Westminster was focused on Afghanistan last week, as the world has been with the tragedy unfolding there. Sadly, despite the Prime Ministers statement there remains little clarity on the three issues that have arisen from the debacle. They are why we went in 20 years ago, how it collapsed so suddenly and most importantly of all, what’s to be done for the Afghani people, especially those imperilled by the Taliban’s return.
The immediate priority has to be to get as many Afghanis out as possible. But the circumstances aren’t making that easy. There are contact numbers that MPs have been given for UK nationals and also Afghan citizens. If anyone has friends or relatives contact my office and enquiries can be made though it could still take some time.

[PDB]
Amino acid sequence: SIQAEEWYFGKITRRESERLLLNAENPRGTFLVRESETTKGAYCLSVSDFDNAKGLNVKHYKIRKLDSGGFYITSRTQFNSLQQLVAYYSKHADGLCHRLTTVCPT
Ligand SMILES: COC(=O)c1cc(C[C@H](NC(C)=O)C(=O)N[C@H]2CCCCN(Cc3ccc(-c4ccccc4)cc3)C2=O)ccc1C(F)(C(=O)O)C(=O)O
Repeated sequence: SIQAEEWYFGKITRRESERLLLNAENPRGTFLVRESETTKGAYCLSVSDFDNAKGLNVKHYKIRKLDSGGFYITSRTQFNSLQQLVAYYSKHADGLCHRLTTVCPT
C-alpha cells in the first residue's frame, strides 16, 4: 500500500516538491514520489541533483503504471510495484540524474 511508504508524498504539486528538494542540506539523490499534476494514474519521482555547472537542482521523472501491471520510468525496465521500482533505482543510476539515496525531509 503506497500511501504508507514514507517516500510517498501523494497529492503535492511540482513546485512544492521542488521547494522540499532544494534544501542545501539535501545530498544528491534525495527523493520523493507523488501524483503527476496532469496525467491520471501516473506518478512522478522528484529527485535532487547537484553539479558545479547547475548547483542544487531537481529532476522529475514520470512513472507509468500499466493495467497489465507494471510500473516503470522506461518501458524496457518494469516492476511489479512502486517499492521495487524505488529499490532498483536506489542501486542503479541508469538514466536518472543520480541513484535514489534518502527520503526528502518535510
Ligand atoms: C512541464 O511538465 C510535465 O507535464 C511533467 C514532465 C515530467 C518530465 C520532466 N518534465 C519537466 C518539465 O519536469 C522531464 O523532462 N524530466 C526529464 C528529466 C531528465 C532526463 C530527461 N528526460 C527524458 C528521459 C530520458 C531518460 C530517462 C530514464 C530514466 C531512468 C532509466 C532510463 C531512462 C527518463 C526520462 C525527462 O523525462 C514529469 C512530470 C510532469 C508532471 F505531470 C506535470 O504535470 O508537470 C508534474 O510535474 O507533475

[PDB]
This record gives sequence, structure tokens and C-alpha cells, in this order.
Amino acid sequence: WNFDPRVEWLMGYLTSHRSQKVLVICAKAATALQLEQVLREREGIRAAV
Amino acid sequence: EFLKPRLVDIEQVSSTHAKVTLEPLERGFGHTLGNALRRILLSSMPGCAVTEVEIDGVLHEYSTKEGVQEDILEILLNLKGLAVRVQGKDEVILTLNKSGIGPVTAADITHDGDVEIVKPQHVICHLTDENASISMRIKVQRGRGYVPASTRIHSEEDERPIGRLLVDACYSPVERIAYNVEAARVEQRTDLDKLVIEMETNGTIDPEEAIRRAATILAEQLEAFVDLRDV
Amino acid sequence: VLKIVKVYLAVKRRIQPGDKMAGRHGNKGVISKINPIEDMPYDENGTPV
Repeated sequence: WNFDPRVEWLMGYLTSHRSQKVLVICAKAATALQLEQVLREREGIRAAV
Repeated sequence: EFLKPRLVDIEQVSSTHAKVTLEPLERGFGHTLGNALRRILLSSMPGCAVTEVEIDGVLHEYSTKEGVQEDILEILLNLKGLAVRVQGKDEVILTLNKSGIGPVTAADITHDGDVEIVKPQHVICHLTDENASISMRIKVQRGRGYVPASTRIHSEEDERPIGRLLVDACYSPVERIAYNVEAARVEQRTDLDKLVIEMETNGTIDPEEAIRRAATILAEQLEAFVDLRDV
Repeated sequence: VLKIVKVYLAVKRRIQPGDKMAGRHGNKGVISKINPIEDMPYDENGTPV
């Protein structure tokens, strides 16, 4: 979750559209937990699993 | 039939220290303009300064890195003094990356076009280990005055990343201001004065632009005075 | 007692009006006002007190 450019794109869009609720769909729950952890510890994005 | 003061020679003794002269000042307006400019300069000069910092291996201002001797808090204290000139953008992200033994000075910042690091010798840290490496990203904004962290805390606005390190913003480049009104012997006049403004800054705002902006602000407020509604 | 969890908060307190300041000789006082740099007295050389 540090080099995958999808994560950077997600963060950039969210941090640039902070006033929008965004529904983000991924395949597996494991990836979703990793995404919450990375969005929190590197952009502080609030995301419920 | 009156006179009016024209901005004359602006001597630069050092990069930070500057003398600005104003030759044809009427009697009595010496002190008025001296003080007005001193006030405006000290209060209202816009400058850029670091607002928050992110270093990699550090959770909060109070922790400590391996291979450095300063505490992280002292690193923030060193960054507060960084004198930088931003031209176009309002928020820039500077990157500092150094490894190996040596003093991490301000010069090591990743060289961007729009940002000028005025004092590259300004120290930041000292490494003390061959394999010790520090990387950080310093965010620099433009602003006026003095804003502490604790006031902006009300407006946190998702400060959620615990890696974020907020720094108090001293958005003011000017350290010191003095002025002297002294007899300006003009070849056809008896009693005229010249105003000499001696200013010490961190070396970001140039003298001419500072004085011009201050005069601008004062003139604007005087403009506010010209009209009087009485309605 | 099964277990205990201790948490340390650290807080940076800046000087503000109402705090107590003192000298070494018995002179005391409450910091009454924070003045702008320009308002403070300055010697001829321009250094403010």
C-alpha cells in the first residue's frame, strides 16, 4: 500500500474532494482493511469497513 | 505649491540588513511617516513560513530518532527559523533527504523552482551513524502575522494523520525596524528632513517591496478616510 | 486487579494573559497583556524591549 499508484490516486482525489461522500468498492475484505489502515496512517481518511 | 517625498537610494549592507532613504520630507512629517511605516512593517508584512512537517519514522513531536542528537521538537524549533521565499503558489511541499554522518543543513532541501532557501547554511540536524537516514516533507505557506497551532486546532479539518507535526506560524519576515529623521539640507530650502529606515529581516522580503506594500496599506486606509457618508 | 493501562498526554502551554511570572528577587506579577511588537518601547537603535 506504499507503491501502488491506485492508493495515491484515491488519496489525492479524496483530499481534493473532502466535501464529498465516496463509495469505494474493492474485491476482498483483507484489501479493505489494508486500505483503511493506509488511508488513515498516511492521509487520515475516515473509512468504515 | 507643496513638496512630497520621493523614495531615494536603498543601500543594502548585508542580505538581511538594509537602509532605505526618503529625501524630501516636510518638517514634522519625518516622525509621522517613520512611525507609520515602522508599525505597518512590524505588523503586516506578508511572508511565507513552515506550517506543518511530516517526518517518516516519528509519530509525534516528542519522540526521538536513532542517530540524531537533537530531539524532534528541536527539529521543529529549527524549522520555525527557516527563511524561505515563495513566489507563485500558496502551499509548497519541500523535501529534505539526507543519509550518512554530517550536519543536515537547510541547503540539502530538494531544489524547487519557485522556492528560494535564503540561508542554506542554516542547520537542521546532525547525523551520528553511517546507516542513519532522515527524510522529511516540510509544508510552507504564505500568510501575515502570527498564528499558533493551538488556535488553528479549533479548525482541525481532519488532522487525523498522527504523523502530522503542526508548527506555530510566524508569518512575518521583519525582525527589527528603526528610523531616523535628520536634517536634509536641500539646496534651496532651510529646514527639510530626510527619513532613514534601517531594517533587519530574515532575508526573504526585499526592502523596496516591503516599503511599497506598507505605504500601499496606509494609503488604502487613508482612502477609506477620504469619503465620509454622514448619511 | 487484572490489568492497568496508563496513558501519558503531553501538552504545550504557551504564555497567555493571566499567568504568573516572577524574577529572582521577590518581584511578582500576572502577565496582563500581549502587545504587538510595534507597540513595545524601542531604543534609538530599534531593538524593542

More worryingly that offers no assurance in what’s an altogether dreadful situation. Pressure must be brought to bear on the Taliban to get as many out as is possible. There’s a moral obligation on the UK to offer sanctuary and the current despicable policy on refugees must be changed. That needs applied both now and in coming years as desperate people will be fleeing for years to come. I’ve been working with Refugee charities to press for that.
An inquiry will be needed as to how this wasn’t anticipated. But there must also be consideration of just what was the purpose of the invasion all those years ago. As with Iraq it was Tony Blair who took us into the conflict. Ostensibly it was to be tackling international terrorism. But that has patently failed and when Osama Bin Laden was finally tracked down and killed he was in Pakistan not Afghanistan.
Those who’ve lost loved ones or have been injured in the conflict are entitled to no less.
I was unable to participate in the debate as I’d been pinged as the term seems to be. Contacted late at night I had a test the following day and the all clear the day after. It was reassuring to see the system operating so efficiently, if frustrating in requiring to self isolate.